The Justice Department just threw cold water on one of Trump's most controversial tweets

The Department of Justice’s National Security Division and the FBI have concluded that there is no evidence to support President Donald Trump’s claim in March that President Barack Obama ordered a wiretapping on Trump Tower during the election.

“Both FBI and NSD can again confirm that they have no records related to wiretaps as described by the March 4, 2017 tweets,” the DOJ wrote in a Motion for Summary Judgment on Friday in response to a Freedom of Information Act request filed by the government watchdog group American Oversight.

The group had requested in its FOIA filing for “warrant applications or records requesting a court order to intercept communications related to candidate Donald Trump, Trump Tower, entities housed in Trump Tower, or any person affiliated with Mr. Trump’s campaign; court orders approving or rejecting those requests; records of those wiretaps, and; communications between the FBI or DOJ and Congress relating to these issues.”

The request was “broader than the subject” of Trump’s March 4 tweet, wrote G. Bradley Weinsheimer, the Acting Chief of Staff and Director of Risk Management and Strategy for the NSD, and the DOJ could therefore not respond to portions of the request.

But Weinsheimer reiterated that “the Department of Justice including NSD has no records responsive to Plaintiff’s request inasmuch as it seeks records of alleged wiretapping of then-Candidate Trump in Trump Tower by President Obama prior to the election, as referenced in the March 4, 2017, tweet.”

Former FBI Director James Comey told the House Intelligence Committee on March 20 that he had seen no evidence of such wire-tapping.

American Oversight said in a statement that “the FBI and Department of Justice have now sided with Comey and confirmed in writing that President Trump lied when he tweeted that former President Obama ‘wiretapped’ him at Trump Tower.”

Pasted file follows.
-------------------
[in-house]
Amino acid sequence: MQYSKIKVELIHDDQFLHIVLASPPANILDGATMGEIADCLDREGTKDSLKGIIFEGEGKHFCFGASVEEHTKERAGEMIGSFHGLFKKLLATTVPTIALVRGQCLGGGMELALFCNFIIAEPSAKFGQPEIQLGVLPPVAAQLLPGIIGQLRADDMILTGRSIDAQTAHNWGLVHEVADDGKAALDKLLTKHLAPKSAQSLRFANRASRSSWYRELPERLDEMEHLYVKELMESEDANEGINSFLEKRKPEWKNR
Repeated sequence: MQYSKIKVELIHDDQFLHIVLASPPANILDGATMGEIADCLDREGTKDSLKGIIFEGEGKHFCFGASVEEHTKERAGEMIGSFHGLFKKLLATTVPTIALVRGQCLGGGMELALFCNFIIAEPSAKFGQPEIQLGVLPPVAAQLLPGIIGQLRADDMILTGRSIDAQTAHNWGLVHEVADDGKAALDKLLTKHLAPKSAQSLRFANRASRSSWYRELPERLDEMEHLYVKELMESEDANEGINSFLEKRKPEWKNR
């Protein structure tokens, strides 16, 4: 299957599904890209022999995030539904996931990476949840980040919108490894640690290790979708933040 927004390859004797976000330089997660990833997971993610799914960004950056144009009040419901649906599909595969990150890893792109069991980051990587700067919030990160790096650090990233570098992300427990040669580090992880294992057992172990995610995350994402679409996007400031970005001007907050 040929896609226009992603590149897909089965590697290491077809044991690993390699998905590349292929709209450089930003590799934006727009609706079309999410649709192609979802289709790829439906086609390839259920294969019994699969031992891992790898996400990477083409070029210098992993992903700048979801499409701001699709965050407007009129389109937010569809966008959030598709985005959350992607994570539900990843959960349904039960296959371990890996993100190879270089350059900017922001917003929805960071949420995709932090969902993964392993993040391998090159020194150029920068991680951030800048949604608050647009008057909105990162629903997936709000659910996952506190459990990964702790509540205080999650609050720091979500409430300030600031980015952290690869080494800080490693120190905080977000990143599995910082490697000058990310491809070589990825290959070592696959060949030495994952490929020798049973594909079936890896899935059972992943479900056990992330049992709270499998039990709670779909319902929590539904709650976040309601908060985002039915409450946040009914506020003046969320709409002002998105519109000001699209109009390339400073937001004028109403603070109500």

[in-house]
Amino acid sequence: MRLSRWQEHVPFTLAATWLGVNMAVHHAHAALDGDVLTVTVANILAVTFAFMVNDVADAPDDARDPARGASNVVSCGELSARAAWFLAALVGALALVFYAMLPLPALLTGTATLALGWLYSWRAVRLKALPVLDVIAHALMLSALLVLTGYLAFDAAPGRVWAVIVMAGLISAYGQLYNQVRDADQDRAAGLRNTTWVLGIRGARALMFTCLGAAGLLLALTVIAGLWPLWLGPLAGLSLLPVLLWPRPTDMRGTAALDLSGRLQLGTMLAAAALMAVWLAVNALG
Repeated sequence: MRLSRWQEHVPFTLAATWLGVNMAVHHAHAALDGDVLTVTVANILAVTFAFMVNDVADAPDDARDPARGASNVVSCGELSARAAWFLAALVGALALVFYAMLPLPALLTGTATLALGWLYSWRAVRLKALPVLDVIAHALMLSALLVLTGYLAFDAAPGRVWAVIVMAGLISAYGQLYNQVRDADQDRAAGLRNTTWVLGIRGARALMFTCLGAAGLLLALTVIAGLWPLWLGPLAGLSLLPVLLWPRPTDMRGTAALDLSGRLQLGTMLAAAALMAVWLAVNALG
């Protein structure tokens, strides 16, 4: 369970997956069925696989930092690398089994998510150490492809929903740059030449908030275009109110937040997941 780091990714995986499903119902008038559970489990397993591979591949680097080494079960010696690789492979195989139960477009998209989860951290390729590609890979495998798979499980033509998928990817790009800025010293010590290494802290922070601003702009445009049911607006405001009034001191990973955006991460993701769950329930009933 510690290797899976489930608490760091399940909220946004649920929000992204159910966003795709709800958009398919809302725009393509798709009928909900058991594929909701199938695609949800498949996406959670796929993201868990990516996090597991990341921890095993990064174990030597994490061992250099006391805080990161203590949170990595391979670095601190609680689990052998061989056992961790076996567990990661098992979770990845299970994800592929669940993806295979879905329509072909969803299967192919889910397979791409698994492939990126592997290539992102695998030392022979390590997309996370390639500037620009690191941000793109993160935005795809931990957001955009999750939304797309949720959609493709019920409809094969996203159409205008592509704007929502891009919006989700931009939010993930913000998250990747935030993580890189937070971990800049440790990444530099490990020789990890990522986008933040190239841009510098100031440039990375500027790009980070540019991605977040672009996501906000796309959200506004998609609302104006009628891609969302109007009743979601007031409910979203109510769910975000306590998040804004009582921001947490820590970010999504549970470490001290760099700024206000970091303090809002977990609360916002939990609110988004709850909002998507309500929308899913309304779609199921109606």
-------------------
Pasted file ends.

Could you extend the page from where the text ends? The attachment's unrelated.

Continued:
The White House told Newsweek on Saturday that the DOJ’s filing “isn’t news. We have already addressed it.”

Then-White House press secretary Sean Spicer told reporters in March that Trump had used the words “wire tapping” to refer to surveillance broadly — an argument Trump used in an interview with Fox’s Tucker Carlson at the time.

“Don’t forget, when I say wiretapping, those words were in quotes,” Trump told Carlson. “That really covers — because wiretapping is pretty old-fashioned stuff, but that really covers surveillance and many other things. And nobody ever talks about the fact that it was in quotes, but that’s a very important thing. But wiretap covers a lot of different things.

But Trump’s tweets appeared to have been based largely on a Breitbart article that had been placed in his reading pile before he tweeted.

The article based its claims on a theory floated by the conservative radio host Mark Levin that Obama had mounted a “silent coup” against Trump using “police state” tactics that included wiretapping.

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